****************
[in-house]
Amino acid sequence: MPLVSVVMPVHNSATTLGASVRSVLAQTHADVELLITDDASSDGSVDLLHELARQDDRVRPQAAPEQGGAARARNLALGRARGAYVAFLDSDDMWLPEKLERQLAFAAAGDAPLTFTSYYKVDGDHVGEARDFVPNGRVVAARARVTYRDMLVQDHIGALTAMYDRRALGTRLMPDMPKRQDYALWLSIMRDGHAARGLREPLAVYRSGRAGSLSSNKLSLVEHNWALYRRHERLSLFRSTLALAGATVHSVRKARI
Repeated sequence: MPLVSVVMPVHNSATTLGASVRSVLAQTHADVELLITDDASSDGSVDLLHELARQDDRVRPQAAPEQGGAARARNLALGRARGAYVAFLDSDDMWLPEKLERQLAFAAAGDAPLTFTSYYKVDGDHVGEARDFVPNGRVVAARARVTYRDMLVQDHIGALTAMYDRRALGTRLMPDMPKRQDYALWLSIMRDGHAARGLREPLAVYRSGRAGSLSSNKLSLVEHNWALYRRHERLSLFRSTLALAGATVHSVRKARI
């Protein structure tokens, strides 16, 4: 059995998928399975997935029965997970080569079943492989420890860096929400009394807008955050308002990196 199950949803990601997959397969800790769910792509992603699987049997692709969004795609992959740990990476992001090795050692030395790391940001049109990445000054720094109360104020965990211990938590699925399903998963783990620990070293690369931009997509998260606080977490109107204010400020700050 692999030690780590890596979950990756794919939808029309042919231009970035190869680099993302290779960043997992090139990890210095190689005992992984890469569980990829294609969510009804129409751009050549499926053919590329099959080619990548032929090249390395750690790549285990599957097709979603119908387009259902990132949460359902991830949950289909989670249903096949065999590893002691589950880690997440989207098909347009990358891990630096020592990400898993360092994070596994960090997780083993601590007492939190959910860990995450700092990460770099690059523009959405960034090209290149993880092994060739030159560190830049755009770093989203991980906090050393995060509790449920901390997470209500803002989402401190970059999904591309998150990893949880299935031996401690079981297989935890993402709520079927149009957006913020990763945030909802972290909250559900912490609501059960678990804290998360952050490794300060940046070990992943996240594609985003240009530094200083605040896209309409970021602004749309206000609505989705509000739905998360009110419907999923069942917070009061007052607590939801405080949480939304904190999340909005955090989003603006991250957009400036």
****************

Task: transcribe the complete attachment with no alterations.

[in-house]
Amino acid sequence: MPLVSVVMPVHNSATTLGASVRSVLAQTHADVELLITDDASSDGSVDLLHELARQDDRVRPQAAPEQGGAARARNLALGRARGAYVAFLDSDDMWLPEKLERQLAFAAAGDAPLTFTSYYKVDGDHVGEARDFVPNGRVVAARARVTYRDMLVQDHIGALTAMYDRRALGTRLMPDMPKRQDYALWLSIMRDGHAARGLREPLAVYRSGRAGSLSSNKLSLVEHNWALYRRHERLSLFRSTLALAGATVHSVRKARI
Repeated sequence: MPLVSVVMPVHNSATTLGASVRSVLAQTHADVELLITDDASSDGSVDLLHELARQDDRVRPQAAPEQGGAARARNLALGRARGAYVAFLDSDDMWLPEKLERQLAFAAAGDAPLTFTSYYKVDGDHVGEARDFVPNGRVVAARARVTYRDMLVQDHIGALTAMYDRRALGTRLMPDMPKRQDYALWLSIMRDGHAARGLREPLAVYRSGRAGSLSSNKLSLVEHNWALYRRHERLSLFRSTLALAGATVHSVRKARI
């Protein structure tokens, strides 16, 4: 059995998928399975997935029965997970080569079943492989420890860096929400009394807008955050308002990196 199950949803990601997959397969800790769910792509992603699987049997692709969004795609992959740990990476992001090795050692030395790391940001049109990445000054720094109360104020965990211990938590699925399903998963783990620990070293690369931009997509998260606080977490109107204010400020700050 692999030690780590890596979950990756794919939808029309042919231009970035190869680099993302290779960043997992090139990890210095190689005992992984890469569980990829294609969510009804129409751009050549499926053919590329099959080619990548032929090249390395750690790549285990599957097709979603119908387009259902990132949460359902991830949950289909989670249903096949065999590893002691589950880690997440989207098909347009990358891990630096020592990400898993360092994070596994960090997780083993601590007492939190959910860990995450700092990460770099690059523009959405960034090209290149993880092994060739030159560190830049755009770093989203991980906090050393995060509790449920901390997470209500803002989402401190970059999904591309998150990893949880299935031996401690079981297989935890993402709520079927149009957006913020990763945030909802972290909250559900912490609501059960678990804290998360952050490794300060940046070990992943996240594609985003240009530094200083605040896209309409970021602004749309206000609505989705509000739905998360009110419907999923069942917070009061007052607590939801405080949480939304904190999340909005955090989003603006991250957009400036």